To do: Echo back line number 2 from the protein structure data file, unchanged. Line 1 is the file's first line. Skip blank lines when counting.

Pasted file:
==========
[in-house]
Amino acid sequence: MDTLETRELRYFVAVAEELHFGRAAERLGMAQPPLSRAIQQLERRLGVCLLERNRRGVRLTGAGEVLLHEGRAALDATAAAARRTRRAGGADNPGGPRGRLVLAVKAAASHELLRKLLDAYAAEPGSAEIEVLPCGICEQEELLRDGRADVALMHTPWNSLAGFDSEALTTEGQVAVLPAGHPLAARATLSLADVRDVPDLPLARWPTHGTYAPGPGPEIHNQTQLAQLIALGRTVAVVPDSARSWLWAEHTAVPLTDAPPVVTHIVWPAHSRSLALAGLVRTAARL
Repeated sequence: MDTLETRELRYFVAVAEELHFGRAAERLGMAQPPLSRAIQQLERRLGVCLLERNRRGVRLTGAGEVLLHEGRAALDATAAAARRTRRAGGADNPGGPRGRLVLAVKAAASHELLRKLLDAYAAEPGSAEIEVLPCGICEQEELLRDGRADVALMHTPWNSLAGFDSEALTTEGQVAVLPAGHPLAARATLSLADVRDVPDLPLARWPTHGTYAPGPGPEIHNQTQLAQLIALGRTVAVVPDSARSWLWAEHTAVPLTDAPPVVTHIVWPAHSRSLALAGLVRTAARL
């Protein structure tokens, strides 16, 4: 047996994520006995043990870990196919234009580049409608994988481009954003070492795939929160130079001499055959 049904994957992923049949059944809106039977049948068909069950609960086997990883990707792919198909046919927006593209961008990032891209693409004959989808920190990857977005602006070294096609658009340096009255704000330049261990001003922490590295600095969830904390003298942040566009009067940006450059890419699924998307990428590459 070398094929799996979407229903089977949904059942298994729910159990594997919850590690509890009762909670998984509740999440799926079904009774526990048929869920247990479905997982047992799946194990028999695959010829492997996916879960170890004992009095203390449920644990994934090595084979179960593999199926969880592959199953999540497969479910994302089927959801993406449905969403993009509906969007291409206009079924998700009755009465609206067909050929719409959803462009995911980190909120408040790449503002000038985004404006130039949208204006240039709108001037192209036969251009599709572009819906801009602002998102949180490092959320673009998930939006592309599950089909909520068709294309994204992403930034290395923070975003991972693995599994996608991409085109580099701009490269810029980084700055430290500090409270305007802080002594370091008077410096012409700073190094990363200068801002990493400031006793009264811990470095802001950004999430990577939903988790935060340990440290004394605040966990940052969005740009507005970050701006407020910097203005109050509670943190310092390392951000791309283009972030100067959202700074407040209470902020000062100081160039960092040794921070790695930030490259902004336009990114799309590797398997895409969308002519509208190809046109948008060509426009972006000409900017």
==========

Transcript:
Amino acid sequence: MDTLETRELRYFVAVAEELHFGRAAERLGMAQPPLSRAIQQLERRLGVCLLERNRRGVRLTGAGEVLLHEGRAALDATAAAARRTRRAGGADNPGGPRGRLVLAVKAAASHELLRKLLDAYAAEPGSAEIEVLPCGICEQEELLRDGRADVALMHTPWNSLAGFDSEALTTEGQVAVLPAGHPLAARATLSLADVRDVPDLPLARWPTHGTYAPGPGPEIHNQTQLAQLIALGRTVAVVPDSARSWLWAEHTAVPLTDAPPVVTHIVWPAHSRSLALAGLVRTAARL